Tenba Ridge owner and winemaker John Patrick Gill said his first batch of wine was during chemistry class when he was a high school sophomore, which started his experimentation. Gill said he is following in the footsteps of his great-grandfather John Francis Gill, who ran a family wine and sheep business in the Alsace-Lorraine area of Germany in the late 1800s before coming to America.
Alsace, which is now French, is the quintessential home of terroir-driven wines, the almost mystical French term for the total natural environment of a wine, comprising the soil, climate, sunlight and geology. Those who believe in the influence of terroir believe that every small plot or region can have distinctive wine characteristics.
John tries to emulate the methods and materials that would have been available to his great-grandfather more than 100 years ago.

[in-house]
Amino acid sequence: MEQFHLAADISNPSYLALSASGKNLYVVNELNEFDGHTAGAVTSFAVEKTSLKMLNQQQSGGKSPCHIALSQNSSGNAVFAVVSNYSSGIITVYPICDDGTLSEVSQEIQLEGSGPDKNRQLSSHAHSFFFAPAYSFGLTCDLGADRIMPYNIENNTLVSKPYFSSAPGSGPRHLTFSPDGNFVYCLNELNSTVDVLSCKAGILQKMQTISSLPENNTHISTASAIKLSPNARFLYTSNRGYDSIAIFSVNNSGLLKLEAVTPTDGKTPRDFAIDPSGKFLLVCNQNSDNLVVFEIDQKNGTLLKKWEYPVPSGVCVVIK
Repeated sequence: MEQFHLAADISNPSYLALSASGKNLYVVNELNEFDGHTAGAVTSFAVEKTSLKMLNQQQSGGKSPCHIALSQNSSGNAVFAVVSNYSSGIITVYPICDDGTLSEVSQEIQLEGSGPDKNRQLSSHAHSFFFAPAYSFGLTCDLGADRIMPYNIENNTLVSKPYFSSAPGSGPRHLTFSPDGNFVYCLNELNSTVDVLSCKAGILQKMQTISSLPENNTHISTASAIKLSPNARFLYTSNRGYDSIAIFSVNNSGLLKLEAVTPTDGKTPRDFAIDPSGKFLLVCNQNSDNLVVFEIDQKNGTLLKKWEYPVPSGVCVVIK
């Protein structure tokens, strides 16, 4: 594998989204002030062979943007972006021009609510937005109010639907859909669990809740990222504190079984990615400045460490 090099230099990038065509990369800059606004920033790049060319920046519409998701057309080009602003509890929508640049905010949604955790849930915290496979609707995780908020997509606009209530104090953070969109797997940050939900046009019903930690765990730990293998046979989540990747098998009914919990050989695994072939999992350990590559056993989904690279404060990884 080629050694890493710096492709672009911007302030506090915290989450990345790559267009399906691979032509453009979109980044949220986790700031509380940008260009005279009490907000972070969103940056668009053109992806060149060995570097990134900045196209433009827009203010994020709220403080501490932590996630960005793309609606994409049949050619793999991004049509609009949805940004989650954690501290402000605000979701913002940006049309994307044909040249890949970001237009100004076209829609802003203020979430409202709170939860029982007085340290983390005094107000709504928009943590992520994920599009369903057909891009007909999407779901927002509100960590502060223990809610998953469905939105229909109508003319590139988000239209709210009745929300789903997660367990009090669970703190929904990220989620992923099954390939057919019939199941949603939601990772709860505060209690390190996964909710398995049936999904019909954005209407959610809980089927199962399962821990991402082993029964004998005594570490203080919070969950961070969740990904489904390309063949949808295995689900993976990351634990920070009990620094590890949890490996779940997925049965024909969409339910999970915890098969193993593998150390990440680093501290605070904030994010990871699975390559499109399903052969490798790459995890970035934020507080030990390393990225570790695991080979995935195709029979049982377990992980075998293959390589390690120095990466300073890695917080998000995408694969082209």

Making wine in small batches of three to six gallons, John purchases various types of grape juice from grapes that would be available in Alsace. During the fermentation process he usually adds some apple juice, which he said gives the wine more protein and boosts the alcohol content. And alcohol, John said, is what “makes his wines taste good.”
Don’t expect a California-style wine at Tenba Ridge. Tenba's wines are bold, spicy and fruity. And because of his small batch fermentation, each barrel is slightly different.
John and his partner Linda enjoy educating people about wines, how to taste them and how to enjoy them. That makes coming to Tenba Ridge an experience, not just a place to visit.